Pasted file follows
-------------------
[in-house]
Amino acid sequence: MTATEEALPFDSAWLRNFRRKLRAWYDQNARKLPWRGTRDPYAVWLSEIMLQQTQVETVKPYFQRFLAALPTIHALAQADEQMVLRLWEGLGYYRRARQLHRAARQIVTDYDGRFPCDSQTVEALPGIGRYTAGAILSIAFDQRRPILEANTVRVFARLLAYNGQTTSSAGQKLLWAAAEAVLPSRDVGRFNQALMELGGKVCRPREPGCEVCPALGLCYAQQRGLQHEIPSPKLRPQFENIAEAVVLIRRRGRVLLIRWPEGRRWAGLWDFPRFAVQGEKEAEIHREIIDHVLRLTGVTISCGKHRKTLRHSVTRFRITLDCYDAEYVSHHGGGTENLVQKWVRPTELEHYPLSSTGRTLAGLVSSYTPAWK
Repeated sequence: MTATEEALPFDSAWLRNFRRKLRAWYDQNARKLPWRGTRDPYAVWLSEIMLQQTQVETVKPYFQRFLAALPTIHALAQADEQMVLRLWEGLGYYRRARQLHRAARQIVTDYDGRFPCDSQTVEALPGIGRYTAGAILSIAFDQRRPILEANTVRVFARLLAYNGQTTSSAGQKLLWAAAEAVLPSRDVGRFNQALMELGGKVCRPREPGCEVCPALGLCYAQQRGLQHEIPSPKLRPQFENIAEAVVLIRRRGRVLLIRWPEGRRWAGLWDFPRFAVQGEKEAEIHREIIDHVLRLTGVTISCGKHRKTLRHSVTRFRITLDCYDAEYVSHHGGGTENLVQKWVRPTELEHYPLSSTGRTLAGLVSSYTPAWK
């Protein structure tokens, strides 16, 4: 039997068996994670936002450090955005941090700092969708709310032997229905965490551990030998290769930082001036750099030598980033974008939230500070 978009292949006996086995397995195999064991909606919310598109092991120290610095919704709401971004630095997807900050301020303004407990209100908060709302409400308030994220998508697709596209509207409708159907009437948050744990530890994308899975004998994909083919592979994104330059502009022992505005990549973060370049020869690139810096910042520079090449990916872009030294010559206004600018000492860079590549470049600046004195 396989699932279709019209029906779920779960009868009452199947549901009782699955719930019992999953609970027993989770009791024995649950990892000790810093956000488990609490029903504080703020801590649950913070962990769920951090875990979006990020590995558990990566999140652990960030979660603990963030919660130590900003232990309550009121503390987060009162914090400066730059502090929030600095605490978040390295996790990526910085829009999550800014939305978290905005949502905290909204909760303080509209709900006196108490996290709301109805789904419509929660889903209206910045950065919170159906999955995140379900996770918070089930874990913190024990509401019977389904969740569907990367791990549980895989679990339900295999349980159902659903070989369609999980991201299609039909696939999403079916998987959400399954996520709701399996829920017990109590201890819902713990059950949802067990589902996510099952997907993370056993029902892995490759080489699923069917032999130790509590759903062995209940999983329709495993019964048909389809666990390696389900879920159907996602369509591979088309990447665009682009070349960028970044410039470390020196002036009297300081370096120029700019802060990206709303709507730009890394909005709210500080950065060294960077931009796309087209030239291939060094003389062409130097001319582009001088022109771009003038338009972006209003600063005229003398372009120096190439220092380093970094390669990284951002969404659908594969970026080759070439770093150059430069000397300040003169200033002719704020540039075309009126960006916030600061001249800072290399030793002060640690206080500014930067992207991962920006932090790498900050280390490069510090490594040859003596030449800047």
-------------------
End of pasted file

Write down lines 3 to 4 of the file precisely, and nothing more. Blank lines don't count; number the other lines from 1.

Repeated sequence: MTATEEALPFDSAWLRNFRRKLRAWYDQNARKLPWRGTRDPYAVWLSEIMLQQTQVETVKPYFQRFLAALPTIHALAQADEQMVLRLWEGLGYYRRARQLHRAARQIVTDYDGRFPCDSQTVEALPGIGRYTAGAILSIAFDQRRPILEANTVRVFARLLAYNGQTTSSAGQKLLWAAAEAVLPSRDVGRFNQALMELGGKVCRPREPGCEVCPALGLCYAQQRGLQHEIPSPKLRPQFENIAEAVVLIRRRGRVLLIRWPEGRRWAGLWDFPRFAVQGEKEAEIHREIIDHVLRLTGVTISCGKHRKTLRHSVTRFRITLDCYDAEYVSHHGGGTENLVQKWVRPTELEHYPLSSTGRTLAGLVSSYTPAWK
């Protein structure tokens, strides 16, 4: 039997068996994670936002450090955005941090700092969708709310032997229905965490551990030998290769930082001036750099030598980033974008939230500070 978009292949006996086995397995195999064991909606919310598109092991120290610095919704709401971004630095997807900050301020303004407990209100908060709302409400308030994220998508697709596209509207409708159907009437948050744990530890994308899975004998994909083919592979994104330059502009022992505005990549973060370049020869690139810096910042520079090449990916872009030294010559206004600018000492860079590549470049600046004195 396989699932279709019209029906779920779960009868009452199947549901009782699955719930019992999953609970027993989770009791024995649950990892000790810093956000488990609490029903504080703020801590649950913070962990769920951090875990979006990020590995558990990566999140652990960030979660603990963030919660130590900003232990309550009121503390987060009162914090400066730059502090929030600095605490978040390295996790990526910085829009999550800014939305978290905005949502905290909204909760303080509209709900006196108490996290709301109805789904419509929660889903209206910045950065919170159906999955995140379900996770918070089930874990913190024990509401019977389904969740569907990367791990549980895989679990339900295999349980159902659903070989369609999980991201299609039909696939999403079916998987959400399954996520709701399996829920017990109590201890819902713990059950949802067990589902996510099952997907993370056993029902892995490759080489699923069917032999130790509590759903062995209940999983329709495993019964048909389809666990390696389900879920159907996602369509591979088309990447665009682009070349960028970044410039470390020196002036009297300081370096120029700019802060990206709303709507730009890394909005709210500080950065060294960077931009796309087209030239291939060094003389062409130097001319582009001088022109771009003038338009972006209003600063005229003398372009120096190439220092380093970094390669990284951002969404659908594969970026080759070439770093150059430069000397300040003169200033002719704020540039075309009126960006916030600061001249800072290399030793002060640690206080500014930067992207991962920006932090790498900050280390490069510090490594040859003596030449800047």